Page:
The first two episodes of Electric Dreams provided us with two different stories that fitted neatly into the conventions of the science fiction genre. The Hood Maker was a dystopian buddy cop romance, with mind reading, and Impossible Planet was an existential puzzle that relied on mood and character. Both had their strengths: fantastic production design, great performances, necessary tweaks to the original stories, and both had weaknesses: the sub-par endings. The Commuter is something different altogether.
Unlike the first two instalments, The Commuter is set very much in our world, with a location that couldn’t be more mundane, a train station. Here we follow Timothy Spall as Ed, a put-upon employee of the of the station who sells tickets, helps passengers, and cleans the blocked toilets. His life is passing him by until the appearance of Linda (the reliable aloof Tuppence Middleton) who asks Ed for a ticket to a station that doesn’t exist, the mysterious Macron Heights. Before we get to how this meeting will change Ed’s life let’s talk about the tea bags.
With Electric Dreams being an anthology format there is limited time to set up characters that we as viewers can buy into. Without the ample time to build characterisation into fully fledged character, the creators must, by necessity, rely on narrative shortcuts. These shortcuts are, invariably, a great performance by each actor: no trouble there when you have Timothy Spall at your disposal, and smaller character beats that say a lot with a little. Credit has to go to screenwriter Jack Thorne (who also wrote the script for Harry Potter and the Cursed child, but you probably knew that), who tells us everything we need to know about Ed in the process of making two cups of tea.
The tea bag scene, in which Ed, instead of making one for himself, or giving his co-worker Bob the tea instead, goes into the bin to retrieve an already used teabag. He gives the used tea to Bob, and shows a tiny hint of relish when Bob drinks from it. There is so much conveyed here about Ed, and the rest of the episode steadily unpacks his character, never forgetting this introduction. It shows us that under that fake grin is a man who wants more from his life than he has. Bob’s comments about not having kids underlines Ed’s resentment of Bob’s life, even as he treats him as a friend. That resentment manifests itself through the teabags.
This resentment stems from Ed’s difficult home life. His son is mentally ill, and prone to violent outbursts and paranoia. I’ll admit, when this part of the narrative was revealed I did groan about yet another character who was mentally being defined by violence, but this is something that Thorne’s script approaches in a sensitive manner. Thorne even said in a recent interview that Ed and his son where based on the experiences of his grandfather (who was a train conductor), and his uncle who was schizophrenic, and the effect that it had on their relationship. This is the approach that the episode takes with Ed and his wife. They are clearly miserable, with Ed failing to connect with his son on even basic levels, and admitting to his wife that he is afraid of him at times.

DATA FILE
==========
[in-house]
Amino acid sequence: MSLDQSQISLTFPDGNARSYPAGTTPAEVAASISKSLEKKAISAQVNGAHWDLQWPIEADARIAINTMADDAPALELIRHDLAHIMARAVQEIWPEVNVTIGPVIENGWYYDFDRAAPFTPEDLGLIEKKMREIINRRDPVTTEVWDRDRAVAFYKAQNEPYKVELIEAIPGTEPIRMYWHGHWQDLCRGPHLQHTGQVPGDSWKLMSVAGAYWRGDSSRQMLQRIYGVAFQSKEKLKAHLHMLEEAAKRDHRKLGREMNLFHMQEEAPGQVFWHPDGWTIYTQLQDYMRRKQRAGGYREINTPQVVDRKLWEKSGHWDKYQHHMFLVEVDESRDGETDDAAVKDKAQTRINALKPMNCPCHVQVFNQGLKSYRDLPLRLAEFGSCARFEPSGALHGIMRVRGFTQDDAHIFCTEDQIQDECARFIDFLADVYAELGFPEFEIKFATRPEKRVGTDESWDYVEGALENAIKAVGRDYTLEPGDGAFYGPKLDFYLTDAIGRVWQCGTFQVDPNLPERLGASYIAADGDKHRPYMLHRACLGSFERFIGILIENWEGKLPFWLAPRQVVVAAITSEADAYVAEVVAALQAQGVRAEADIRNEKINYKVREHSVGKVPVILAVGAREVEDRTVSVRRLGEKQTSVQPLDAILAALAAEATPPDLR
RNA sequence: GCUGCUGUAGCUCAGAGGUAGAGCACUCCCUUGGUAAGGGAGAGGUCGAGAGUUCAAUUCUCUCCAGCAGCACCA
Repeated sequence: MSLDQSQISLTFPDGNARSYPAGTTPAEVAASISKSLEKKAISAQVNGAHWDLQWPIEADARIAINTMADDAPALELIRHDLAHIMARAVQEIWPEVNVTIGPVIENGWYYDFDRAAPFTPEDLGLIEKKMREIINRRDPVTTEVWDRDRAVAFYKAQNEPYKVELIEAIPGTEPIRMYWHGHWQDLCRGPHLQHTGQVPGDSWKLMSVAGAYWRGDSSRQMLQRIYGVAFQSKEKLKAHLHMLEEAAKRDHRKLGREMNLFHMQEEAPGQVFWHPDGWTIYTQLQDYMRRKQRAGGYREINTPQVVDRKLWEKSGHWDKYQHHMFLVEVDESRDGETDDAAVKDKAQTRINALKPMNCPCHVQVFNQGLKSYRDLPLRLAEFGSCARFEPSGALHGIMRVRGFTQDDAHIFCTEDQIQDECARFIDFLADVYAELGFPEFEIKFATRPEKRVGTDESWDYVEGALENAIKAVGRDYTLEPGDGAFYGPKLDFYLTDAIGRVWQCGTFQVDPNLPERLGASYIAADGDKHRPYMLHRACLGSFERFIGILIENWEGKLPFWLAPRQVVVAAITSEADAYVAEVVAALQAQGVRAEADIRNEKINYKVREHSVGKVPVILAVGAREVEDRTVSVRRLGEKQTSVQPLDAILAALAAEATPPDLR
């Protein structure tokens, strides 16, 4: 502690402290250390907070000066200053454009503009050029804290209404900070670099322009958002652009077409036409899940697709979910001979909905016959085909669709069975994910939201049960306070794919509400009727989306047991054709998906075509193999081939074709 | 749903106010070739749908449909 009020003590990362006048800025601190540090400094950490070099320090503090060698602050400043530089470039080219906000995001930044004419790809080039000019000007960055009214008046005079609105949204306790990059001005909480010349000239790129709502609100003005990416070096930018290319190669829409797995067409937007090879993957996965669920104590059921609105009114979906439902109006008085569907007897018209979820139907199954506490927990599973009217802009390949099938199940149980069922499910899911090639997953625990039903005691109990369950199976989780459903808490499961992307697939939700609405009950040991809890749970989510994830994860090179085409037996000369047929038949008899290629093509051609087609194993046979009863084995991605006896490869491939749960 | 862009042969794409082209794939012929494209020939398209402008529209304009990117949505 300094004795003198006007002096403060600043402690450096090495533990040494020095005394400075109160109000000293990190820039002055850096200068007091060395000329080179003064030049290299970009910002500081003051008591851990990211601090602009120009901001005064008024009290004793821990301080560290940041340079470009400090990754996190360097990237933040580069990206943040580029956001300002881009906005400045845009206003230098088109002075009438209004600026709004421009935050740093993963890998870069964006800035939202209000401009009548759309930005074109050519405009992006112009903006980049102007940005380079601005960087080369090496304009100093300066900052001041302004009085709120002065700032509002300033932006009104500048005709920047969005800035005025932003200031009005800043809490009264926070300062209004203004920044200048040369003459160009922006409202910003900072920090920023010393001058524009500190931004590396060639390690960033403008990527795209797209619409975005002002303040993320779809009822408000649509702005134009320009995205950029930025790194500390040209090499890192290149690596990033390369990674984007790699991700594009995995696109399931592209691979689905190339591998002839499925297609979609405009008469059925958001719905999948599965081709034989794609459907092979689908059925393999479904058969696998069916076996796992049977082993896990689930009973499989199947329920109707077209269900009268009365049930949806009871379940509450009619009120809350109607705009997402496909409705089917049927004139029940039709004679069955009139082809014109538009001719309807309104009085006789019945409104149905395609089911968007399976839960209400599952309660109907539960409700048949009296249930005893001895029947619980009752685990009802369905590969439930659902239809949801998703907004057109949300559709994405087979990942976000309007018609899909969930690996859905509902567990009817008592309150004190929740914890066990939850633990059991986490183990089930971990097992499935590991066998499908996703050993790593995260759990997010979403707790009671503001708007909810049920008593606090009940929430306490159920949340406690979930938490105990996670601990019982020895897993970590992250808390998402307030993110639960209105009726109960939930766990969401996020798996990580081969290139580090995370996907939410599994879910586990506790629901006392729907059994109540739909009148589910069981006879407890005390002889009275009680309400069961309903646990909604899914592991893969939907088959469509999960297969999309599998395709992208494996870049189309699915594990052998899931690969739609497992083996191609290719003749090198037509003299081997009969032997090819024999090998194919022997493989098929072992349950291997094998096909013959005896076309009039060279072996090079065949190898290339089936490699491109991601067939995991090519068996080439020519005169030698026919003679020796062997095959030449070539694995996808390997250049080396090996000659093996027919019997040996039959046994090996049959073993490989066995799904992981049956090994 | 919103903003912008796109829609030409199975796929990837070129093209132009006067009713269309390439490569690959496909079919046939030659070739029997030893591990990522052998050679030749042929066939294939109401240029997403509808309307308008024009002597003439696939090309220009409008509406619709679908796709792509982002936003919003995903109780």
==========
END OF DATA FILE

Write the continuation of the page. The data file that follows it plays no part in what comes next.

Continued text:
As we see more of Ed’s family life, Ed sees more of Linda. After he and Bob explain to Linda that Macron Heights isn’t on any train journey she disappears, adding to the mystery. Finally, Ed bites the bullet and tries to find Macron Heights. After having to jump off the train while it’s still moving, Ed finds a small charming town in which everyone seems to be happy. He visits a nice café, in which the waitress gives him some divine apple pie, and he meets Linda again. The specifics of the town are left to the imagination, even a journalist who knows about the towns existence can’t really shed much light for Ed or us, but the meat of it is that once Ed returns his son is gone. He has ceased to exist.Ed is then given a taste of what his and his wife’s life would be like without their son. It’s better, with Ed connecting with his wife in a way he hasn’t managed in years, but she regrets that they could never have kids. Slowly, the memory of his son comes back to Ed, leaving him with the guilt of having erased him.
The specifics of how this has happened is left to us to theorise, but it seems that Macron Heights, through Linda, is able to erase the pain from people’s lives. For one person it keeps his paedophilic urges at bay, for another it wipes her memories of being sexually assaulted, and for Ed it erases his son, and the pain he has caused him. It’s not how Linda does this that is important, it’s whether she should. Thorne, and director Tom Harper, have crafted a beautifully rendered morality play. Ed’s situation is one which a number of parents have to deal with. Even if your child isn’t mental ill, there is always a part of you that wonders what life would be like without them. The Commuter plays this scenario out as a question of choice. While Linda and her powers are vague, the reason she feels the need to take away people’s pain stems from her father’s suicide. Ed, whether what drives him is guilt or love, can’t give up his son. Like good science fiction should, The Commuter uses a speculative concept to explore deeper themes of familiarly love, the impact of mental health on a family, and the things we will do for our children. Even as Linda tells Ed that his son will do terrible things, and that he will do terrible things to protect him, Ed chooses his normal life. He washes off the teabag and keeps it for himself.
9/10 – Electric Dreams is really forging its own identity, with The Commuter the strongest episode yet. Even though there are questions of logic, they are overshadowed by excellent performances, and a strong, sensitive look at mental health and its effect on an entire family.